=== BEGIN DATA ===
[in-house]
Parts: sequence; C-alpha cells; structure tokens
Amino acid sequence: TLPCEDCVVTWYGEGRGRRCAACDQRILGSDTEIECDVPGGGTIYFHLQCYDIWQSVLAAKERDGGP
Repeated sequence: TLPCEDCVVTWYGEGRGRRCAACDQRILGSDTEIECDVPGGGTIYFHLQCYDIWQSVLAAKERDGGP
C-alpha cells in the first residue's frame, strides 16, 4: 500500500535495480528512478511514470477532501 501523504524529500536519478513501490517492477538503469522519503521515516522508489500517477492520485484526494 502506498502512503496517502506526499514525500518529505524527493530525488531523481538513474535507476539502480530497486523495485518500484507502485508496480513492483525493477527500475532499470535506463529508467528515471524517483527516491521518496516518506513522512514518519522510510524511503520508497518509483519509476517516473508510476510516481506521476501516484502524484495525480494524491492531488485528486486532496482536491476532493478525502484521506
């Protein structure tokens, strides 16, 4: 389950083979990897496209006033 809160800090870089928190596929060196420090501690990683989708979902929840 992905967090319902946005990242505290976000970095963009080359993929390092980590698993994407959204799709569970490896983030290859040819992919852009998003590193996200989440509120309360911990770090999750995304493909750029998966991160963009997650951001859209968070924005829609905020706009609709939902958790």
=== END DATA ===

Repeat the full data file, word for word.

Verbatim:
[in-house]
Parts: sequence; C-alpha cells; structure tokens
Amino acid sequence: TLPCEDCVVTWYGEGRGRRCAACDQRILGSDTEIECDVPGGGTIYFHLQCYDIWQSVLAAKERDGGP
Repeated sequence: TLPCEDCVVTWYGEGRGRRCAACDQRILGSDTEIECDVPGGGTIYFHLQCYDIWQSVLAAKERDGGP
C-alpha cells in the first residue's frame, strides 16, 4: 500500500535495480528512478511514470477532501 501523504524529500536519478513501490517492477538503469522519503521515516522508489500517477492520485484526494 502506498502512503496517502506526499514525500518529505524527493530525488531523481538513474535507476539502480530497486523495485518500484507502485508496480513492483525493477527500475532499470535506463529508467528515471524517483527516491521518496516518506513522512514518519522510510524511503520508497518509483519509476517516473508510476510516481506521476501516484502524484495525480494524491492531488485528486486532496482536491476532493478525502484521506
């Protein structure tokens, strides 16, 4: 389950083979990897496209006033 809160800090870089928190596929060196420090501690990683989708979902929840 992905967090319902946005990242505290976000970095963009080359993929390092980590698993994407959204799709569970490896983030290859040819992919852009998003590193996200989440509120309360911990770090999750995304493909750029998966991160963009997650951001859209968070924005829609905020706009609709939902958790």